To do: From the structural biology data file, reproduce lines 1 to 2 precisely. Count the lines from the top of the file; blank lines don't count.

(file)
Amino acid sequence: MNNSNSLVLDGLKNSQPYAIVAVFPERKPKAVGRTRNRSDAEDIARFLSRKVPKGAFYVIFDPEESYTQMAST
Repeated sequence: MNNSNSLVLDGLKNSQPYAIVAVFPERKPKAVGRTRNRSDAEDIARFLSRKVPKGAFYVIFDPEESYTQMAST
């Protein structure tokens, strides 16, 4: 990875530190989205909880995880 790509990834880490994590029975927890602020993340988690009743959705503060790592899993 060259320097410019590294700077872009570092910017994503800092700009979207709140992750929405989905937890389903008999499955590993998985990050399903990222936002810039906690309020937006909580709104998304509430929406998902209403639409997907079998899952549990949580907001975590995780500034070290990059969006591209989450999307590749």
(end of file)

Amino acid sequence: MNNSNSLVLDGLKNSQPYAIVAVFPERKPKAVGRTRNRSDAEDIARFLSRKVPKGAFYVIFDPEESYTQMAST
Repeated sequence: MNNSNSLVLDGLKNSQPYAIVAVFPERKPKAVGRTRNRSDAEDIARFLSRKVPKGAFYVIFDPEESYTQMAST